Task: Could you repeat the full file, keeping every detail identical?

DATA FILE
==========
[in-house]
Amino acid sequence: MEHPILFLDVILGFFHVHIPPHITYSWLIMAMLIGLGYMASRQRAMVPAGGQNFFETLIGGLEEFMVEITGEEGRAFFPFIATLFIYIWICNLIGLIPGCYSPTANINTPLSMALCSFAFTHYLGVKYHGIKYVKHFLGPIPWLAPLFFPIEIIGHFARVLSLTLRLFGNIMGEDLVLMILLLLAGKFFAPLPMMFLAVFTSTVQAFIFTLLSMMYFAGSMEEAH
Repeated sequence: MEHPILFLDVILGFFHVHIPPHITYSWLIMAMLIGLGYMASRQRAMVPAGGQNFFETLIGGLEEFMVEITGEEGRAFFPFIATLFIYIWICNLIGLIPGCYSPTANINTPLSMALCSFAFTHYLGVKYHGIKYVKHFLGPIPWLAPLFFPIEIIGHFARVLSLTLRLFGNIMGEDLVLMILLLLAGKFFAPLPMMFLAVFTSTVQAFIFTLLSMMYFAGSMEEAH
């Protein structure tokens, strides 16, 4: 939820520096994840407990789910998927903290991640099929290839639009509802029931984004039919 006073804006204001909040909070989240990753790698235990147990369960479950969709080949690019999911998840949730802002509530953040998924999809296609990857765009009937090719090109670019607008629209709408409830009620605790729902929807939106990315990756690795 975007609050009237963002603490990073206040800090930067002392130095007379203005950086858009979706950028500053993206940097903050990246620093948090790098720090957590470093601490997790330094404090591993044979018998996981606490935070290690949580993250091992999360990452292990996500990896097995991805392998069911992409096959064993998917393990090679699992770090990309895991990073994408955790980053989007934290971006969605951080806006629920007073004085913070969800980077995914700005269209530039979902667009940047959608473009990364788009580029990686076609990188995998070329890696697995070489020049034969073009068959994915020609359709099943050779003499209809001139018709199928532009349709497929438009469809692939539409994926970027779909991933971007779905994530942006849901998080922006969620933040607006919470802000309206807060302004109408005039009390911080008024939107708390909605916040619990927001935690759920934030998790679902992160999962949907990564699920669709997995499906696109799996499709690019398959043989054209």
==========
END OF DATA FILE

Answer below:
[in-house]
Amino acid sequence: MEHPILFLDVILGFFHVHIPPHITYSWLIMAMLIGLGYMASRQRAMVPAGGQNFFETLIGGLEEFMVEITGEEGRAFFPFIATLFIYIWICNLIGLIPGCYSPTANINTPLSMALCSFAFTHYLGVKYHGIKYVKHFLGPIPWLAPLFFPIEIIGHFARVLSLTLRLFGNIMGEDLVLMILLLLAGKFFAPLPMMFLAVFTSTVQAFIFTLLSMMYFAGSMEEAH
Repeated sequence: MEHPILFLDVILGFFHVHIPPHITYSWLIMAMLIGLGYMASRQRAMVPAGGQNFFETLIGGLEEFMVEITGEEGRAFFPFIATLFIYIWICNLIGLIPGCYSPTANINTPLSMALCSFAFTHYLGVKYHGIKYVKHFLGPIPWLAPLFFPIEIIGHFARVLSLTLRLFGNIMGEDLVLMILLLLAGKFFAPLPMMFLAVFTSTVQAFIFTLLSMMYFAGSMEEAH
């Protein structure tokens, strides 16, 4: 939820520096994840407990789910998927903290991640099929290839639009509802029931984004039919 006073804006204001909040909070989240990753790698235990147990369960479950969709080949690019999911998840949730802002509530953040998924999809296609990857765009009937090719090109670019607008629209709408409830009620605790729902929807939106990315990756690795 975007609050009237963002603490990073206040800090930067002392130095007379203005950086858009979706950028500053993206940097903050990246620093948090790098720090957590470093601490997790330094404090591993044979018998996981606490935070290690949580993250091992999360990452292990996500990896097995991805392998069911992409096959064993998917393990090679699992770090990309895991990073994408955790980053989007934290971006969605951080806006629920007073004085913070969800980077995914700005269209530039979902667009940047959608473009990364788009580029990686076609990188995998070329890696697995070489020049034969073009068959994915020609359709099943050779003499209809001139018709199928532009349709497929438009469809692939539409994926970027779909991933971007779905994530942006849901998080922006969620933040607006919470802000309206807060302004109408005039009390911080008024939107708390909605916040619990927001935690759920934030998790679902992160999962949907990564699920669709997995499906696109799996499709690019398959043989054209």